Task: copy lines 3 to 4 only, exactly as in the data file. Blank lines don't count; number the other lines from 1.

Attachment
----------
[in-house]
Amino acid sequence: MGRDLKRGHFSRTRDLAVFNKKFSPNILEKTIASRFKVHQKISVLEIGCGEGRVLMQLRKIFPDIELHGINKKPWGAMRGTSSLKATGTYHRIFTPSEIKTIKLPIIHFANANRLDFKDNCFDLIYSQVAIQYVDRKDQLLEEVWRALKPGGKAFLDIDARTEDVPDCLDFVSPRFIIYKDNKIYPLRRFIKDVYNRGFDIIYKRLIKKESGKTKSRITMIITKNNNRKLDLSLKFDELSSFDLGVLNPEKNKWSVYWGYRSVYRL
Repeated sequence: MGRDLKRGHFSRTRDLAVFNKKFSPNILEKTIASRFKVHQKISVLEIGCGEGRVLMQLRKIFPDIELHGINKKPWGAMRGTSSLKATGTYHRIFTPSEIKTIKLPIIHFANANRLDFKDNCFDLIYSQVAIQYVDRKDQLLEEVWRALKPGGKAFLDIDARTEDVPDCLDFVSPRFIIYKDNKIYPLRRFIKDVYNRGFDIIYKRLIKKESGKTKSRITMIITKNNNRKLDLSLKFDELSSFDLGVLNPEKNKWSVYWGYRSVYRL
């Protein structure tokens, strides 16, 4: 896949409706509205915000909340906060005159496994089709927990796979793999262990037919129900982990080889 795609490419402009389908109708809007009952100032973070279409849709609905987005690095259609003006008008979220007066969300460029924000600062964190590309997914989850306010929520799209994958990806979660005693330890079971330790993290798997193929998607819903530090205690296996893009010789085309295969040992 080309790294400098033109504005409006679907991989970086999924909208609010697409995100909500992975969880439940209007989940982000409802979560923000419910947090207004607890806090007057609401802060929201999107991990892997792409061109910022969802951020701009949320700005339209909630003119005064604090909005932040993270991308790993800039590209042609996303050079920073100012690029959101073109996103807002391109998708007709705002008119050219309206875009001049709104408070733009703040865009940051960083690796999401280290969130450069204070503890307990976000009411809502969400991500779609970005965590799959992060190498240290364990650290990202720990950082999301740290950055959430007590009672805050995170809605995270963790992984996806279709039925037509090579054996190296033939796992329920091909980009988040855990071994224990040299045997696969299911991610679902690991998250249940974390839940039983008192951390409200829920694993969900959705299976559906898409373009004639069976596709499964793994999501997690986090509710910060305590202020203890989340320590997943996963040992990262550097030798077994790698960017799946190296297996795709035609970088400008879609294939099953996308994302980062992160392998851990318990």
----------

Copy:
Repeated sequence: MGRDLKRGHFSRTRDLAVFNKKFSPNILEKTIASRFKVHQKISVLEIGCGEGRVLMQLRKIFPDIELHGINKKPWGAMRGTSSLKATGTYHRIFTPSEIKTIKLPIIHFANANRLDFKDNCFDLIYSQVAIQYVDRKDQLLEEVWRALKPGGKAFLDIDARTEDVPDCLDFVSPRFIIYKDNKIYPLRRFIKDVYNRGFDIIYKRLIKKESGKTKSRITMIITKNNNRKLDLSLKFDELSSFDLGVLNPEKNKWSVYWGYRSVYRL
């Protein structure tokens, strides 16, 4: 896949409706509205915000909340906060005159496994089709927990796979793999262990037919129900982990080889 795609490419402009389908109708809007009952100032973070279409849709609905987005690095259609003006008008979220007066969300460029924000600062964190590309997914989850306010929520799209994958990806979660005693330890079971330790993290798997193929998607819903530090205690296996893009010789085309295969040992 080309790294400098033109504005409006679907991989970086999924909208609010697409995100909500992975969880439940209007989940982000409802979560923000419910947090207004607890806090007057609401802060929201999107991990892997792409061109910022969802951020701009949320700005339209909630003119005064604090909005932040993270991308790993800039590209042609996303050079920073100012690029959101073109996103807002391109998708007709705002008119050219309206875009001049709104408070733009703040865009940051960083690796999401280290969130450069204070503890307990976000009411809502969400991500779609970005965590799959992060190498240290364990650290990202720990950082999301740290950055959430007590009672805050995170809605995270963790992984996806279709039925037509090579054996190296033939796992329920091909980009988040855990071994224990040299045997696969299911991610679902690991998250249940974390839940039983008192951390409200829920694993969900959705299976559906898409373009004639069976596709499964793994999501997690986090509710910060305590202020203890989340320590997943996963040992990262550097030798077994790698960017799946190296297996795709035609970088400008879609294939099953996308994302980062992160392998851990318990």